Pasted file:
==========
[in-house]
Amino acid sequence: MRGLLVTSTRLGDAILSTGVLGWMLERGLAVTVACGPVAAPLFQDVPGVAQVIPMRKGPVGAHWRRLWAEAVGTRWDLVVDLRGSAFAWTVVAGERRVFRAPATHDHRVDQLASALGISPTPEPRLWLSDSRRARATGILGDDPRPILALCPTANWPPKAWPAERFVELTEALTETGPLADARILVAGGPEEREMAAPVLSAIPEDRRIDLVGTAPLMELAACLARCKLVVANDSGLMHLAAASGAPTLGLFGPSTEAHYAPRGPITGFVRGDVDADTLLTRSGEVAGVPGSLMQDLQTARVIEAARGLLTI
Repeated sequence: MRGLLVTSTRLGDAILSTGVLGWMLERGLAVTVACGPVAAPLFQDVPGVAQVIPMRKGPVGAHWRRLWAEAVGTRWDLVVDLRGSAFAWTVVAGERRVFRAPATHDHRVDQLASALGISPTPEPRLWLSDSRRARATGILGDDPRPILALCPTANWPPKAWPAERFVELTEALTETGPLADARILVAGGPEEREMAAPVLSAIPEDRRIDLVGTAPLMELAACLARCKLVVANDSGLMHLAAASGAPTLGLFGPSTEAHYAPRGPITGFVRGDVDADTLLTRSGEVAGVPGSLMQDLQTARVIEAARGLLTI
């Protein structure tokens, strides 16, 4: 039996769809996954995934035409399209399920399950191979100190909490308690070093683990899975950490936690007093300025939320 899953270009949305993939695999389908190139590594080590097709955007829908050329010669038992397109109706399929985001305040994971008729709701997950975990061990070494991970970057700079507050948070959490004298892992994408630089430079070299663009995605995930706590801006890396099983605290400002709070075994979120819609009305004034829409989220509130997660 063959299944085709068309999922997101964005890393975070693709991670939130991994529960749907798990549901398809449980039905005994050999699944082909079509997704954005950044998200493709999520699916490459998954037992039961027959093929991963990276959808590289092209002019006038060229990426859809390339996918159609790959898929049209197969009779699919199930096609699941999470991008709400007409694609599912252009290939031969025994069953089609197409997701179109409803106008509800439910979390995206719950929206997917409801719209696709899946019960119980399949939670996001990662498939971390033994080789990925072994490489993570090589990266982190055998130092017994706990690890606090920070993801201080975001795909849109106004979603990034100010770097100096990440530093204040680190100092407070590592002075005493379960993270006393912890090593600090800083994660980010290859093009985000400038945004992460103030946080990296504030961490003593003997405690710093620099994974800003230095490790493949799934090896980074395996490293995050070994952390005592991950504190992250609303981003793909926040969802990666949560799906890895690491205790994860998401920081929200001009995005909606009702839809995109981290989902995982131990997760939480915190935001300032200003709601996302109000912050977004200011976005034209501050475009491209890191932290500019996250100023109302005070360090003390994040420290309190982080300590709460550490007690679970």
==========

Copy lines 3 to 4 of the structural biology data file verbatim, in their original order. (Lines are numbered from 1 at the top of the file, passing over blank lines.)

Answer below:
Repeated sequence: MRGLLVTSTRLGDAILSTGVLGWMLERGLAVTVACGPVAAPLFQDVPGVAQVIPMRKGPVGAHWRRLWAEAVGTRWDLVVDLRGSAFAWTVVAGERRVFRAPATHDHRVDQLASALGISPTPEPRLWLSDSRRARATGILGDDPRPILALCPTANWPPKAWPAERFVELTEALTETGPLADARILVAGGPEEREMAAPVLSAIPEDRRIDLVGTAPLMELAACLARCKLVVANDSGLMHLAAASGAPTLGLFGPSTEAHYAPRGPITGFVRGDVDADTLLTRSGEVAGVPGSLMQDLQTARVIEAARGLLTI
């Protein structure tokens, strides 16, 4: 039996769809996954995934035409399209399920399950191979100190909490308690070093683990899975950490936690007093300025939320 899953270009949305993939695999389908190139590594080590097709955007829908050329010669038992397109109706399929985001305040994971008729709701997950975990061990070494991970970057700079507050948070959490004298892992994408630089430079070299663009995605995930706590801006890396099983605290400002709070075994979120819609009305004034829409989220509130997660 063959299944085709068309999922997101964005890393975070693709991670939130991994529960749907798990549901398809449980039905005994050999699944082909079509997704954005950044998200493709999520699916490459998954037992039961027959093929991963990276959808590289092209002019006038060229990426859809390339996918159609790959898929049209197969009779699919199930096609699941999470991008709400007409694609599912252009290939031969025994069953089609197409997701179109409803106008509800439910979390995206719950929206997917409801719209696709899946019960119980399949939670996001990662498939971390033994080789990925072994490489993570090589990266982190055998130092017994706990690890606090920070993801201080975001795909849109106004979603990034100010770097100096990440530093204040680190100092407070590592002075005493379960993270006393912890090593600090800083994660980010290859093009985000400038945004992460103030946080990296504030961490003593003997405690710093620099994974800003230095490790493949799934090896980074395996490293995050070994952390005592991950504190992250609303981003793909926040969802990666949560799906890895690491205790994860998401920081929200001009995005909606009702839809995109981290989902995982131990997760939480915190935001300032200003709601996302109000912050977004200011976005034209501050475009491209890191932290500019996250100023109302005070360090003390994040420290309190982080300590709460550490007690679970």